Tom Quilter, Senior Development Officer - Information, Advice and Support, reflects on how the work of those supporting children with disabilities and their families, has changed because of Covid-19.
As the initial rush to adapt to the pandemic panic slows and we anxiously await the new school year, it feels a good time to reflect on some of the lessons we’ve learnt over the last four months.
A friend of mine calls these ‘shower thoughts.’ The new perspectives that spring to mind during those fleeting moments of calm. Having just come back after some time out of London, and feeling a little calmer myself, here are five of my shower thoughts that may resonate with you too:
1) We knew the law was complex. This has highlighted why.
Never again will I complain about needing to learn case law on top of guidance, legislation and the code of practise. Without legal tests, complexities and detail, we’re left with thousands of people trying to decipher what ‘reasonable’ means to them individually. I never thought I’d say this, but the more detailed, the better. It helps us all to be on the same page and have the same expectations of the system.
2) As professionals, to be able to do the best for children, young people and families, we also need to do the best for ourselves.
This has been hard. We are creatures of habit and this virus has thrown us out of our comfortable routines. We’ve had our lives turned upside down, with health and social anxieties to worry about on top of our normal stresses. For many of us, it has meant learning whole new ways of working. It has been stressful, tiring and difficult. I know this has impacted on my own ability to work at the level I expect of myself. But there is something positive to take from this too. When working with families and professionals who are stressed, tired and finding things difficult, we can remember how we felt during these tough times and modify our expectations.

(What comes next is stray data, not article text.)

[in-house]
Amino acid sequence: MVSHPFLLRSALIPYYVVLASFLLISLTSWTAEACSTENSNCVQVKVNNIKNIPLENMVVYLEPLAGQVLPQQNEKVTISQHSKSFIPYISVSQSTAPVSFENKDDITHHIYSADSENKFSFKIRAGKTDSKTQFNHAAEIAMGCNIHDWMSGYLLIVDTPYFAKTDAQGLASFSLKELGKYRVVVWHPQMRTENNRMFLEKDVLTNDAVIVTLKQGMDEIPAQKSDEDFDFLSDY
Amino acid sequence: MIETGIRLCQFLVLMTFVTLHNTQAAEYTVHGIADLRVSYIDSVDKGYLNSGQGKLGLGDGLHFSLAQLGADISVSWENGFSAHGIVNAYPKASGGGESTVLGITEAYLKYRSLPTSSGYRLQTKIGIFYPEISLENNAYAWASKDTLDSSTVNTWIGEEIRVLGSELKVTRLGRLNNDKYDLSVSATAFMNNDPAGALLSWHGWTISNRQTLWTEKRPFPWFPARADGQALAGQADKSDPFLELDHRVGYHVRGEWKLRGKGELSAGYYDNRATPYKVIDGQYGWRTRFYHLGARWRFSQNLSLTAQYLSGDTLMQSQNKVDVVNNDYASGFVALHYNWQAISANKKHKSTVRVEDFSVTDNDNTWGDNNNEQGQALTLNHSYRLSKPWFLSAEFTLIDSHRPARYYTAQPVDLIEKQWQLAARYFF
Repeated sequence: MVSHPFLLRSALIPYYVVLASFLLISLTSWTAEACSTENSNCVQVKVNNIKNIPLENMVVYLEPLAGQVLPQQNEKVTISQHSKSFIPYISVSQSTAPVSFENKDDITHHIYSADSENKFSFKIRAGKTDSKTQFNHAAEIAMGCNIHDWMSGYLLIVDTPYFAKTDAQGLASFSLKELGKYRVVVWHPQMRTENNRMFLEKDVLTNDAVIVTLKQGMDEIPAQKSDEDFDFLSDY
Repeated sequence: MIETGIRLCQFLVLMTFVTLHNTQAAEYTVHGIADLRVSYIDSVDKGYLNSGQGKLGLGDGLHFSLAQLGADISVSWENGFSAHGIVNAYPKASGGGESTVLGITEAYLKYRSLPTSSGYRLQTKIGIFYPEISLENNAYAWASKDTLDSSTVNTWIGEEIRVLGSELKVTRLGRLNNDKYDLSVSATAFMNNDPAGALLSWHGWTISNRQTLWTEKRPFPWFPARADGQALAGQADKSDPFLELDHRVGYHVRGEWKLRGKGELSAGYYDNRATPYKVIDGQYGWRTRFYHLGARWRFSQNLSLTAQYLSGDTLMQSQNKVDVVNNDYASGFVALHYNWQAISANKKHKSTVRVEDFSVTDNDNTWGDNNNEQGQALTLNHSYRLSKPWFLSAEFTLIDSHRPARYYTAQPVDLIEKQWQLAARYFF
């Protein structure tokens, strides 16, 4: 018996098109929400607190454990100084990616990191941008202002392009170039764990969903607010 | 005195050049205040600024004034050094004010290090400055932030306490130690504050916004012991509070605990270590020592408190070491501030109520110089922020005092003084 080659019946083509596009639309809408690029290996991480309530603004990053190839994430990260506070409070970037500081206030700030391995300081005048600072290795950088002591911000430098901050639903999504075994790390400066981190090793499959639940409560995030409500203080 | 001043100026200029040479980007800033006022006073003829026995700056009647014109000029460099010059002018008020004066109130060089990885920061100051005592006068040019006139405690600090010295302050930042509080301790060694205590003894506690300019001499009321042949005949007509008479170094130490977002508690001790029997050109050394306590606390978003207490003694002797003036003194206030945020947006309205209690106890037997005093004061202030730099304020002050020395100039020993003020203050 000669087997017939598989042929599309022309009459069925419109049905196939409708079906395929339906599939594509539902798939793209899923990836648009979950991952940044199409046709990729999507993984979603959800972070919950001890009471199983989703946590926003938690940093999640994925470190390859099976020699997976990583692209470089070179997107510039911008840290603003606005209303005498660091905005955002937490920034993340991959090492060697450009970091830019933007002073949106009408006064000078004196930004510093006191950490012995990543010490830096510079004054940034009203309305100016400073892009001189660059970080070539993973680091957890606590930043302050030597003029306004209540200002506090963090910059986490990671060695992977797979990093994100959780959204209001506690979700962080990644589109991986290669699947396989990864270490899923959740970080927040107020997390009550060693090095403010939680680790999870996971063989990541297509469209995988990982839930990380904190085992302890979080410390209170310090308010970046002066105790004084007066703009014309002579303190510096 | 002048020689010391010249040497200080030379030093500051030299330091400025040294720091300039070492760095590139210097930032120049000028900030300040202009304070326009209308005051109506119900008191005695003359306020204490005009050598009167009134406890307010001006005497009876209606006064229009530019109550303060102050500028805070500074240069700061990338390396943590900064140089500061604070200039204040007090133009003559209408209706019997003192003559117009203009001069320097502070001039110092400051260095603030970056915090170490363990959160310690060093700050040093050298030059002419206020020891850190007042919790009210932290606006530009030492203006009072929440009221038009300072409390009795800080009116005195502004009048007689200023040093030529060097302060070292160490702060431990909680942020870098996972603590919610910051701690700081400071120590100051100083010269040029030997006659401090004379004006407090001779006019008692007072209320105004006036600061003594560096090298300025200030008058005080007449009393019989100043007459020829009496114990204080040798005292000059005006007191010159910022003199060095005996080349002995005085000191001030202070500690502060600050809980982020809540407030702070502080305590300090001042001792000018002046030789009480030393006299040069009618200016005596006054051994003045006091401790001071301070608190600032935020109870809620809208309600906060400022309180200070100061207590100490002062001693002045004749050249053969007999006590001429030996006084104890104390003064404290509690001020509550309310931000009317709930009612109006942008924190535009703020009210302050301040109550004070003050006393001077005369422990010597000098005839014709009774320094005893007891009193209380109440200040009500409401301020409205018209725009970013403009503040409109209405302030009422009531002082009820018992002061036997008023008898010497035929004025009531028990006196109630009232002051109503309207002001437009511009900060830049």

3) To be able to do the best for children, young people and families, we also need to do the best for each other.
I’ve missed my colleagues. I’ve missed travelling to meet with services across the country. I’ve missed being able to ask someone next to me something minor that doesn’t warrant a discussion via phone, Teams, Zoom, or Skype. In short, I’ve missed everyday contact with people. I need to remember that I need other people to inspire and support my working day. You might too. We have to factor this in to our new ways of working.
4) That reasonable adjustments are much more reasonable then they seemed.
We found ourselves unable to communicate face to face, so we attended meetings virtually. We found ourselves unable to travel or even leave the house, so we worked from home. We found ourselves unable to enjoy social time with our colleagues, so we booked in time to meet up online. We found ourselves unable to get a haircut, so those of us who didn’t just let it grow, cut our own or got partners and friends to do it for us (with varying degrees of success). My point is that we’ve all made many adjustments swiftly, cheaply and easily. We ALL need to remember this the next time a child or young person with SEND, or their parents, tell us they can’t join a meeting or contribute to vital paperwork because of travel, the environment, sensory needs, time pressures, social obligations or work commitments. The many adjustments we were able to make as our own world was restricted should inspire us to make those adjustments for them.
5) That, if we weren’t already, we should be proud of ourselves and the sector that we’re working in.
We have, for a short period, felt what it’s like to be isolated, anxious and have our lives turned upside down. We have learnt how much we rely on our networks, our friends, our families, our colleagues. But we have learnt how to adjust.
We should make sure we don’t lose sight of this learning and make best use of it to improve what we do. We know just how vital it is to continue being a flexible, positive and adaptable sector because we know how much those we’re working with rely on our support and services. Above all we mustn’t let things go back completely to what they were. We should go back better.